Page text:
[A key differentiator] is that DLCs are fully programmable. You can program a DLC based on any kind of input or any kind of smart contract signal. So, for example, a lot of Bitcoin trading functions on HTLCs – hashed time locked contracts. You can program any number of parameters [on these HTLCs and other more] sophisticated logic because a DLC is really a way for a smart contract to interact with and move native Bitcoin. 

Going back to Ordinals, if users are locking Bitcoin or inscriptions into DLCs, those DLCs can be used to programmatically [move inscriptions in more sophisticated ways]. You can have much more expressive applications using Ordinals with DLCs because of the capabilities there. 

Trust Machines: What are the biggest barriers to integrating Ordinals and DLCs?

Aki: Every DLC system requires a couple of different components. The first is [that there needs to be] a DLC signing library embedded into the Bitcoin wallet that's being used. That library needs to be there for that wallet to actually create these conditional signatures. That should be possible sometime in April.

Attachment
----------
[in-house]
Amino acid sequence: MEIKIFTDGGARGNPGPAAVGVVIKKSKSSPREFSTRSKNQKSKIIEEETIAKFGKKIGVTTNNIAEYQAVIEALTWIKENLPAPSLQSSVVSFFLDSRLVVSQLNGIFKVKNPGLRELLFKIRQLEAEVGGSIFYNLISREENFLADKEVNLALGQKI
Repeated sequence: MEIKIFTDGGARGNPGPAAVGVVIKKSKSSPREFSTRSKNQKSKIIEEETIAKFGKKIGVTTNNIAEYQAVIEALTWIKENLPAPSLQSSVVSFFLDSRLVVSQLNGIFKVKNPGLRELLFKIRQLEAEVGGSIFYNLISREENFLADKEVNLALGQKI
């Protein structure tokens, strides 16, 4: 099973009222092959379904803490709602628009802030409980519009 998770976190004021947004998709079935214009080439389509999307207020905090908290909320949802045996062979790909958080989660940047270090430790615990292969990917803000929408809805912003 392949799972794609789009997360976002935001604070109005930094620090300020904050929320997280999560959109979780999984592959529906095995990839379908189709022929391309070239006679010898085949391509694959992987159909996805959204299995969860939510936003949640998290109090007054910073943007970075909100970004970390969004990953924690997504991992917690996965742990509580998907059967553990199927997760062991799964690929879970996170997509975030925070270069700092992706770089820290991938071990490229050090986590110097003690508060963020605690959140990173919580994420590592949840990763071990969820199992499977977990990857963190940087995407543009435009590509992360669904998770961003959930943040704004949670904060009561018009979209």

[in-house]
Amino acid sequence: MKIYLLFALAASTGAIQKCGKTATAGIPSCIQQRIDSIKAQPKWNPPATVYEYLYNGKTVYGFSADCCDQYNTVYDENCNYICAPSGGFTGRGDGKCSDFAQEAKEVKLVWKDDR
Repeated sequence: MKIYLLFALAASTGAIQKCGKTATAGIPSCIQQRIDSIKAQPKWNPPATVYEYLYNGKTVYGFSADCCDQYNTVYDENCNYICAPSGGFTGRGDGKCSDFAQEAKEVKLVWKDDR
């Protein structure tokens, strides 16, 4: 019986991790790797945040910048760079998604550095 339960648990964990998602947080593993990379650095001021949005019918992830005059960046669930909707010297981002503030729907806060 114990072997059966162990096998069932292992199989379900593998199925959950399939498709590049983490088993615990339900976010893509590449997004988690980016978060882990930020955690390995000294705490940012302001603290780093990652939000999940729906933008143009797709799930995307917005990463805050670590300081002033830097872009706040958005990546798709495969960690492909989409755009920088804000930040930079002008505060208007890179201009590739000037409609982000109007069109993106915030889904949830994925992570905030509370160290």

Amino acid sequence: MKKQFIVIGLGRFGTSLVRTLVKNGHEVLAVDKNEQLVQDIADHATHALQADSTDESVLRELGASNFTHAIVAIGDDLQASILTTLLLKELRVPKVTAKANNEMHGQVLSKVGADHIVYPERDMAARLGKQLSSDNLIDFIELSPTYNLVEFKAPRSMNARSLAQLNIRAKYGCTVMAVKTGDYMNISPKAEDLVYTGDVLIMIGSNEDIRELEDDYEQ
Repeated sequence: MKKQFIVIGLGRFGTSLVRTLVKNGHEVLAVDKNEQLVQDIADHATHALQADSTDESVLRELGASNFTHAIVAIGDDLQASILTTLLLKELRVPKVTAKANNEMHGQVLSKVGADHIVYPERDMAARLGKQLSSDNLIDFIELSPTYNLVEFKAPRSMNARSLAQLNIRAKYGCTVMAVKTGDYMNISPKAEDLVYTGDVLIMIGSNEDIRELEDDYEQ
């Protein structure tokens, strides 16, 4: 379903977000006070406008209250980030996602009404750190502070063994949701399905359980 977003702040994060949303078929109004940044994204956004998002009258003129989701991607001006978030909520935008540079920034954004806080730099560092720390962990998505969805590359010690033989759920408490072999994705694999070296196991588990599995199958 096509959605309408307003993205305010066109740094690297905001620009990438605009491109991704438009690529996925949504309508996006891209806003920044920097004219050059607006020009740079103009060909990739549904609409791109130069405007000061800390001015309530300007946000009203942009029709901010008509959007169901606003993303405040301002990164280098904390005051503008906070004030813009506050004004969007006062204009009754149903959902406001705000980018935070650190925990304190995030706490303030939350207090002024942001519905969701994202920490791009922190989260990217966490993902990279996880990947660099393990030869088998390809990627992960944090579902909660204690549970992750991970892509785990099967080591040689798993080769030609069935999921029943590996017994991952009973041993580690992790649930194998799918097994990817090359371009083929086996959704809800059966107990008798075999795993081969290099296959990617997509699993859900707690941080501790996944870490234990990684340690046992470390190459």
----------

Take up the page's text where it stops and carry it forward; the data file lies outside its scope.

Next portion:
Once that library is in production, there needs to be what we call a Bitcoin oracle network, but it's really a DLC layer that can interpret smart contract commands, feed data, and create and close these DLC escrows. So, it's kind of a DLC facilitation layer that needs to exist. Right now, [DLC.Link provides that], but we do so in a smaller form. We're basically expanding that and making it a more robust layer to be embedded into smart contracts. 

Trust Machines: So, once those challenges have been solved, what could we potentially do with DLCs and Ordinal inscriptions?

Aki: [DLCs could enable more] sophisticated ways of trading and conducting finance on Ordinals or DeFi. As an example, because DLCs could give people a way to build programmable logic to move Ordinals,  if you have Ordinals that represent real world things – like the title of our home or some sort of financial asset – you’re going to want to use systems that can move that data around for various reasons, [and DLCs can help to enable that].

The current system is alright for where we are, but  it can't really adapt to the more robust needs of using Ordinals for the practical applications like what you can already do with NFTs on Ethereum and Solana. That infrastructure is not there yet.